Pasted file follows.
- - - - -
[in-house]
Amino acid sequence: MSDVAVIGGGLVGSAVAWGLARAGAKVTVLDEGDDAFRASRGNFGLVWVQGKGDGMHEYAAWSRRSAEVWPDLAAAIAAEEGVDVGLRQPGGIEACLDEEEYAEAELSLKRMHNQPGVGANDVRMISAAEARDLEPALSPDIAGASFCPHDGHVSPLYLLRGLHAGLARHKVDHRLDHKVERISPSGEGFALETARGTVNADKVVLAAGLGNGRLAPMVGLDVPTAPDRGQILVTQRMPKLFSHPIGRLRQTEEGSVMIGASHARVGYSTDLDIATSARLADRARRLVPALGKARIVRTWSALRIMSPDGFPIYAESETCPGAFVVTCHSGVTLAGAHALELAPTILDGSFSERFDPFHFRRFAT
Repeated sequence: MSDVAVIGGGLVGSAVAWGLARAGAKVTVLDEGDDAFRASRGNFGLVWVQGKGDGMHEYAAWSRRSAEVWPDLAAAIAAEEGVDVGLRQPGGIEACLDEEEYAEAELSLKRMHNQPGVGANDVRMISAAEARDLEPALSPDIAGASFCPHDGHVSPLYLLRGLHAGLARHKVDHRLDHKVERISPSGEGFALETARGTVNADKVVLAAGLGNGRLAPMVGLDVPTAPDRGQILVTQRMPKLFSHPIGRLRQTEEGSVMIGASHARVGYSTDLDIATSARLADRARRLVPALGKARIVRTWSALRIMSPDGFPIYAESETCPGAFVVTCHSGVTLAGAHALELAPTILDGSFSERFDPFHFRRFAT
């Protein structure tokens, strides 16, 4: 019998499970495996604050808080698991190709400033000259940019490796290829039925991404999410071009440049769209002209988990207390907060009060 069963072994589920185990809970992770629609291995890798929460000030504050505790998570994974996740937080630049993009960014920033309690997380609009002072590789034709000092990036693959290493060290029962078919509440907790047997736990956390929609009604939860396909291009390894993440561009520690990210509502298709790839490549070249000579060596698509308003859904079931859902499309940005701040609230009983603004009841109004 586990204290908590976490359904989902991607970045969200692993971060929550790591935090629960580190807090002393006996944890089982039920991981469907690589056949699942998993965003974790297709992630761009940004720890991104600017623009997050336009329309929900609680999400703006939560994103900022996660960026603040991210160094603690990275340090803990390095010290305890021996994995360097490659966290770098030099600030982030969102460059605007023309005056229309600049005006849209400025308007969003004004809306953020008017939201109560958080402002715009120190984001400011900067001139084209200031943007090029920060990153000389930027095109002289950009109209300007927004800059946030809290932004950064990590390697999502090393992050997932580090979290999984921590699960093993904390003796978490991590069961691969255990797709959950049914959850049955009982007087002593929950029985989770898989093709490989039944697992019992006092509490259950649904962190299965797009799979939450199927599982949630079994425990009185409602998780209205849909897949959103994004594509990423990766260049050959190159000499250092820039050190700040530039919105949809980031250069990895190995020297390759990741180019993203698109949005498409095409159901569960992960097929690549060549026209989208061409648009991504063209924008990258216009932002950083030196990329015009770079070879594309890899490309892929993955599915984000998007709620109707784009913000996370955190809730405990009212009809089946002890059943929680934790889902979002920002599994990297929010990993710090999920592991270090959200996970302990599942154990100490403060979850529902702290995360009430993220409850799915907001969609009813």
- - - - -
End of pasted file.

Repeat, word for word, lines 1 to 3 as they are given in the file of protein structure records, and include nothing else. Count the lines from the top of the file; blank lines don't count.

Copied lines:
[in-house]
Amino acid sequence: MSDVAVIGGGLVGSAVAWGLARAGAKVTVLDEGDDAFRASRGNFGLVWVQGKGDGMHEYAAWSRRSAEVWPDLAAAIAAEEGVDVGLRQPGGIEACLDEEEYAEAELSLKRMHNQPGVGANDVRMISAAEARDLEPALSPDIAGASFCPHDGHVSPLYLLRGLHAGLARHKVDHRLDHKVERISPSGEGFALETARGTVNADKVVLAAGLGNGRLAPMVGLDVPTAPDRGQILVTQRMPKLFSHPIGRLRQTEEGSVMIGASHARVGYSTDLDIATSARLADRARRLVPALGKARIVRTWSALRIMSPDGFPIYAESETCPGAFVVTCHSGVTLAGAHALELAPTILDGSFSERFDPFHFRRFAT
Repeated sequence: MSDVAVIGGGLVGSAVAWGLARAGAKVTVLDEGDDAFRASRGNFGLVWVQGKGDGMHEYAAWSRRSAEVWPDLAAAIAAEEGVDVGLRQPGGIEACLDEEEYAEAELSLKRMHNQPGVGANDVRMISAAEARDLEPALSPDIAGASFCPHDGHVSPLYLLRGLHAGLARHKVDHRLDHKVERISPSGEGFALETARGTVNADKVVLAAGLGNGRLAPMVGLDVPTAPDRGQILVTQRMPKLFSHPIGRLRQTEEGSVMIGASHARVGYSTDLDIATSARLADRARRLVPALGKARIVRTWSALRIMSPDGFPIYAESETCPGAFVVTCHSGVTLAGAHALELAPTILDGSFSERFDPFHFRRFAT